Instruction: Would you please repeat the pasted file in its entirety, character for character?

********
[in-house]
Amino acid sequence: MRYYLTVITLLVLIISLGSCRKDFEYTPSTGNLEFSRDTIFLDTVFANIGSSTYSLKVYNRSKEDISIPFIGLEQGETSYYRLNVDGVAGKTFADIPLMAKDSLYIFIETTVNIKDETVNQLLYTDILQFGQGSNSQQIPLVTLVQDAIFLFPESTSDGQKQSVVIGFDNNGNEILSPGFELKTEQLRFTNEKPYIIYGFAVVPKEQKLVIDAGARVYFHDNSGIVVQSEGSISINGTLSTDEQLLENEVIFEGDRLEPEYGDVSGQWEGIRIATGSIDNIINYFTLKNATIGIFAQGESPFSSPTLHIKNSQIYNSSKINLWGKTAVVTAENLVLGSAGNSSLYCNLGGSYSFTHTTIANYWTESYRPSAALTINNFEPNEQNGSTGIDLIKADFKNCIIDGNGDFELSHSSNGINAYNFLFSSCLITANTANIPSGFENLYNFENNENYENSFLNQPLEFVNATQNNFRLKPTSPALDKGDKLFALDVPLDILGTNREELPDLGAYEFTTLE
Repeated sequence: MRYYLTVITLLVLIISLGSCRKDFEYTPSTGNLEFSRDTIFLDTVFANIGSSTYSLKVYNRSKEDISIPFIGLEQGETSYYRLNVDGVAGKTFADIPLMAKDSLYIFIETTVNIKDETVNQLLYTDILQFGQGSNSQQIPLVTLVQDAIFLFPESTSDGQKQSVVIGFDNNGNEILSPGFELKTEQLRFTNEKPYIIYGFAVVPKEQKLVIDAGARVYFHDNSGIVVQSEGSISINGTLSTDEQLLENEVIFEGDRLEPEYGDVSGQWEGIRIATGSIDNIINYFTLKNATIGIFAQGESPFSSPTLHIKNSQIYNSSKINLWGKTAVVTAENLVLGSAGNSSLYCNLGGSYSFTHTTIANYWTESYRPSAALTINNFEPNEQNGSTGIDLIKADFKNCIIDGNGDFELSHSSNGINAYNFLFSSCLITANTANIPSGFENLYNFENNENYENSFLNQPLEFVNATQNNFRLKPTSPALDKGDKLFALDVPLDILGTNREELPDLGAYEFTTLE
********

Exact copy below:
[in-house]
Amino acid sequence: MRYYLTVITLLVLIISLGSCRKDFEYTPSTGNLEFSRDTIFLDTVFANIGSSTYSLKVYNRSKEDISIPFIGLEQGETSYYRLNVDGVAGKTFADIPLMAKDSLYIFIETTVNIKDETVNQLLYTDILQFGQGSNSQQIPLVTLVQDAIFLFPESTSDGQKQSVVIGFDNNGNEILSPGFELKTEQLRFTNEKPYIIYGFAVVPKEQKLVIDAGARVYFHDNSGIVVQSEGSISINGTLSTDEQLLENEVIFEGDRLEPEYGDVSGQWEGIRIATGSIDNIINYFTLKNATIGIFAQGESPFSSPTLHIKNSQIYNSSKINLWGKTAVVTAENLVLGSAGNSSLYCNLGGSYSFTHTTIANYWTESYRPSAALTINNFEPNEQNGSTGIDLIKADFKNCIIDGNGDFELSHSSNGINAYNFLFSSCLITANTANIPSGFENLYNFENNENYENSFLNQPLEFVNATQNNFRLKPTSPALDKGDKLFALDVPLDILGTNREELPDLGAYEFTTLE
Repeated sequence: MRYYLTVITLLVLIISLGSCRKDFEYTPSTGNLEFSRDTIFLDTVFANIGSSTYSLKVYNRSKEDISIPFIGLEQGETSYYRLNVDGVAGKTFADIPLMAKDSLYIFIETTVNIKDETVNQLLYTDILQFGQGSNSQQIPLVTLVQDAIFLFPESTSDGQKQSVVIGFDNNGNEILSPGFELKTEQLRFTNEKPYIIYGFAVVPKEQKLVIDAGARVYFHDNSGIVVQSEGSISINGTLSTDEQLLENEVIFEGDRLEPEYGDVSGQWEGIRIATGSIDNIINYFTLKNATIGIFAQGESPFSSPTLHIKNSQIYNSSKINLWGKTAVVTAENLVLGSAGNSSLYCNLGGSYSFTHTTIANYWTESYRPSAALTINNFEPNEQNGSTGIDLIKADFKNCIIDGNGDFELSHSSNGINAYNFLFSSCLITANTANIPSGFENLYNFENNENYENSFLNQPLEFVNATQNNFRLKPTSPALDKGDKLFALDVPLDILGTNREELPDLGAYEFTTLE